Sunday, April 19, 2015
Thanks for being patient with me lately, and for saying such kind, supportive things in your comments to my posts. We're doing okay. We decided to change the LB's specialist care to a new set of doctors, who are far more proactive than the previous ones, which is fantastic, but that means lots of new tests and appointments while they figure out the best course of treatment. So we're back and forth a lot, in and out of the hospital and doctors' offices. None of it is new, we've done it all before. But the level of interest and concern is a little overwhelming right now.
All of this to say that I feel a little wiped out lately. We're all used to the tests and medicines and so forth, but it doesn't usually feel so stressful. Meeting new doctors always feels like an interview, or even a date. It's all about balance - you want to seem informed and with-it, but not alarmist or needy. You have to advocate for your child without sounding like a know-it-all. You can read every book and website article, but you are not a doctor.
Raising a child with chronic illness has always been a part of our parenting experience. My health was very poor after the LB was born and we had a baby with problems on top of that. One of the hardest parts was the way that people reneged on their offers of help during the pregnancy. The pitying comments were hard too. Far be it from me to advise on this subject; our difficulties pale in comparison to those faced by other people, and I know it's difficult to know what to say. My only advice: don't tell people how relieved you are not to have their problems. Don't say things like "God only gives us what we can handle." Mostly, be nice; everyone has their cross to bear.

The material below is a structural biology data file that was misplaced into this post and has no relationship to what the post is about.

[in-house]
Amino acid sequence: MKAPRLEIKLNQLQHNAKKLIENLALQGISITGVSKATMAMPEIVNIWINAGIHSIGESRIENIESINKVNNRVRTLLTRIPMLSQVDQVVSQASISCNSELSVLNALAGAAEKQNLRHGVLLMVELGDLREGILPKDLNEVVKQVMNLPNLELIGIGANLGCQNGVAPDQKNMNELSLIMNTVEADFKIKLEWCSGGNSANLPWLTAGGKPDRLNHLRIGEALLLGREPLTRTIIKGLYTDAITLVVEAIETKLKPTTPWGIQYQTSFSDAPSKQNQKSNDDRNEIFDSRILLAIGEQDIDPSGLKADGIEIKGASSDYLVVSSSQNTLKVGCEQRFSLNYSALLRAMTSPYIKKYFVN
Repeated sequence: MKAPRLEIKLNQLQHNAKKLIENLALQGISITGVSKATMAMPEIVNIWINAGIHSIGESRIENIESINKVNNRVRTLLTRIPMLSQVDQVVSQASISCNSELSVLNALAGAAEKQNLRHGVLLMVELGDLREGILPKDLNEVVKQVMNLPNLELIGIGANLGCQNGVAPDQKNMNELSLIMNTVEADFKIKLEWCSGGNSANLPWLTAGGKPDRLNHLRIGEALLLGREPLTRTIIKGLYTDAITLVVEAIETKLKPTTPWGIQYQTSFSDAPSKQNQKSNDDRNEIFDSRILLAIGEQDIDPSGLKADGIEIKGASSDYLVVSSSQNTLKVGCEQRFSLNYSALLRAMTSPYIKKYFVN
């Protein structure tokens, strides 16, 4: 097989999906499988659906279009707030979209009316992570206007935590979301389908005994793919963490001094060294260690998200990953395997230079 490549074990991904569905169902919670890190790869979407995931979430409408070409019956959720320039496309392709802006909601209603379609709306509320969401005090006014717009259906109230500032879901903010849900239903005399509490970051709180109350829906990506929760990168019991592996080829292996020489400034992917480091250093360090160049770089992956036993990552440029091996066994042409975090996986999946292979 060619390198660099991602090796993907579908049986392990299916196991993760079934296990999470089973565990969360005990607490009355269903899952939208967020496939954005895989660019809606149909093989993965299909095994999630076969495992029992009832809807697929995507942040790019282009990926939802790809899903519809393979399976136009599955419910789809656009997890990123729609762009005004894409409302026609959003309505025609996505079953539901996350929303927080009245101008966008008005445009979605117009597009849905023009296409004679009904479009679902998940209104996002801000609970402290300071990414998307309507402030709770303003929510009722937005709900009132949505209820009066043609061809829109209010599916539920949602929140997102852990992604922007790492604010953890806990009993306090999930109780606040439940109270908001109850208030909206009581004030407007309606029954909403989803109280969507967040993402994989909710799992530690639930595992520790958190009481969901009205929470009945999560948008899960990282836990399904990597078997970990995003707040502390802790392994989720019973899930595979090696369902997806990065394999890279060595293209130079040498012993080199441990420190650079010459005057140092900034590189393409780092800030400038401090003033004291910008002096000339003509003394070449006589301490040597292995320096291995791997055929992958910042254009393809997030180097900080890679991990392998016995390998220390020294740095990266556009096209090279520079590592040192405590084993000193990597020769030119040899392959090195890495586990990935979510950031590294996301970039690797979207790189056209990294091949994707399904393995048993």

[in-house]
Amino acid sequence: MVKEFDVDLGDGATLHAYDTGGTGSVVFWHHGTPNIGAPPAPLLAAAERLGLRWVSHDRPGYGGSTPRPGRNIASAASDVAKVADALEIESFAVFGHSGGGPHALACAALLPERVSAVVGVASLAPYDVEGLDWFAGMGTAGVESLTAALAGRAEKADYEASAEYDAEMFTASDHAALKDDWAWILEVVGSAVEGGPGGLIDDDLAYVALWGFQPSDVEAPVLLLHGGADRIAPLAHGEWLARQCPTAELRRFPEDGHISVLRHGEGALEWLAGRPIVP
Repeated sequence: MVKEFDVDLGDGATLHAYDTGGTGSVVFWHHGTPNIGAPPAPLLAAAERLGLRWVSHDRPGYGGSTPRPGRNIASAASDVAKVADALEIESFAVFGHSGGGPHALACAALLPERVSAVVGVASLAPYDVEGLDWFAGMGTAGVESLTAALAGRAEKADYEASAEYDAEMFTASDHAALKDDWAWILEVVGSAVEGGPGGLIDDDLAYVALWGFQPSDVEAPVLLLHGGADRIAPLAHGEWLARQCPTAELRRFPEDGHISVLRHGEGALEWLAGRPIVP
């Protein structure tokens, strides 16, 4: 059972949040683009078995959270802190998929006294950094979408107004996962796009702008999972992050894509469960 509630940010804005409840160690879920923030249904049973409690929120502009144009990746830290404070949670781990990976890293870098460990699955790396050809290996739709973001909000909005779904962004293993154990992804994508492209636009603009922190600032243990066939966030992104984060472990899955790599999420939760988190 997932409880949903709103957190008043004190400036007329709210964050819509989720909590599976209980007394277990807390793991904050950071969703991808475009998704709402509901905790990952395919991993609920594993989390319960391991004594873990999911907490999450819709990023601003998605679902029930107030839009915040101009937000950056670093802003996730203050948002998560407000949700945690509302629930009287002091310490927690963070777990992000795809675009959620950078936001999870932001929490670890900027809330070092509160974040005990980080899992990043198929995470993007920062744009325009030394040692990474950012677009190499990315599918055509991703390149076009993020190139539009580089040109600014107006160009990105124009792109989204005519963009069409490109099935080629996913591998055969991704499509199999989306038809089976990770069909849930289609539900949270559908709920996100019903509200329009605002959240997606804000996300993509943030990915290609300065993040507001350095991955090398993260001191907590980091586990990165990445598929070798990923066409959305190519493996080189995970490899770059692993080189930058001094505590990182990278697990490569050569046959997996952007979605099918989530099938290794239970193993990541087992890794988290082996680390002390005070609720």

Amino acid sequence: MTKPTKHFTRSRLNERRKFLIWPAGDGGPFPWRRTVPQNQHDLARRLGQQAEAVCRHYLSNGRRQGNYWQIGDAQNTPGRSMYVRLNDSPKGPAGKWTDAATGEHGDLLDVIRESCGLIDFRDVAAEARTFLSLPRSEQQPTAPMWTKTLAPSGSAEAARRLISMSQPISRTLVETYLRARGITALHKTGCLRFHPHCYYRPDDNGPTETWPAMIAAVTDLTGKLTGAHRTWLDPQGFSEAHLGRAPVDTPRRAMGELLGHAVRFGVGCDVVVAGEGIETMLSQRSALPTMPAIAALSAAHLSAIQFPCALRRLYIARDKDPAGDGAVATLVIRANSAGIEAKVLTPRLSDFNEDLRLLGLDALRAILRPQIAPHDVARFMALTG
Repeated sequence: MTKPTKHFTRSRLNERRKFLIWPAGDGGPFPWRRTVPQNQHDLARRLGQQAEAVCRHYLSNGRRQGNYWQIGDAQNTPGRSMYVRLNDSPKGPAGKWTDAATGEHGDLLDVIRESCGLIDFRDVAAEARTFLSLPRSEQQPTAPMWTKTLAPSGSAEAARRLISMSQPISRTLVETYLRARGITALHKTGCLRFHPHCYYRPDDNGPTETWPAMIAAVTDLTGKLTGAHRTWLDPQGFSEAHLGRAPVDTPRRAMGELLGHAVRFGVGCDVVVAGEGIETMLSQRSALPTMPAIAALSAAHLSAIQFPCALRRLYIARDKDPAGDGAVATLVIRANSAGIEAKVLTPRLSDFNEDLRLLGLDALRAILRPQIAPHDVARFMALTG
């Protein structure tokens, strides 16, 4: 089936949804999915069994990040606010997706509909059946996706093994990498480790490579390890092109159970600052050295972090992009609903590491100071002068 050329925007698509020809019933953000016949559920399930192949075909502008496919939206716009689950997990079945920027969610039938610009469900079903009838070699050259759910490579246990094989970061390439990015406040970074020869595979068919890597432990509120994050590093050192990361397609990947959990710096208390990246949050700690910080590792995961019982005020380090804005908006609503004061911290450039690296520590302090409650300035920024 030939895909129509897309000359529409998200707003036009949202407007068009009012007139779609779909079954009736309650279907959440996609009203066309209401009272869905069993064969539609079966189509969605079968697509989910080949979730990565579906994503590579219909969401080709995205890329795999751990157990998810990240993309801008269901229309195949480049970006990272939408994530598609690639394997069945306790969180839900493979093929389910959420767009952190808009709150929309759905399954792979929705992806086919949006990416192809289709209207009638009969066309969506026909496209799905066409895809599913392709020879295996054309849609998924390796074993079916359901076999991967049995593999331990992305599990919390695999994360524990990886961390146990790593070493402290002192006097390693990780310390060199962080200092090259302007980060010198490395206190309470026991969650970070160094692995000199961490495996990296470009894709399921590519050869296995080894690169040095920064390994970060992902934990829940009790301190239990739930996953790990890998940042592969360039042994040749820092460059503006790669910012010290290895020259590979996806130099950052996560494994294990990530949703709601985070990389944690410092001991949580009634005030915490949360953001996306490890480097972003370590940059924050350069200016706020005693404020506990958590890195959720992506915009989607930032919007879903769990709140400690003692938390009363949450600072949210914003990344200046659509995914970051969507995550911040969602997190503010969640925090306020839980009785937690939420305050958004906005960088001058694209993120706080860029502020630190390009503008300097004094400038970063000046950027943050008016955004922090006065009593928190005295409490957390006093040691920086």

I haven't been blogging as often lately, but I've been thinking about it. I still love it, and have lots of ideas for future posts. But I've been wondering lately if my attitude toward it is changing. I worry sometimes that blogging can easily veer off into Facebook-like territory, where we're reading too many blogs and not giving them enough thought. I've even read comments where people say they wish they could just hit a "like" button on each post. I find this heartbreaking. I don't want a quick, casual relationship with blogging. I want a more meaningful one.
I also worry that blogging can easily devolve into competition. Who has more followers, who has more pageviews, who is coming up with the best weekly play-along posts. That isn't the kind of relationship I want to have with blogging, either. It never was. I would rather have ten regular readers who really want to connect with me than I would hundreds of readers who don't. I can't speak for other bloggers, but I'm not counting coup here. Comment if you feel moved to do so, read along silently if you prefer to do that. It's all good and I appreciate you.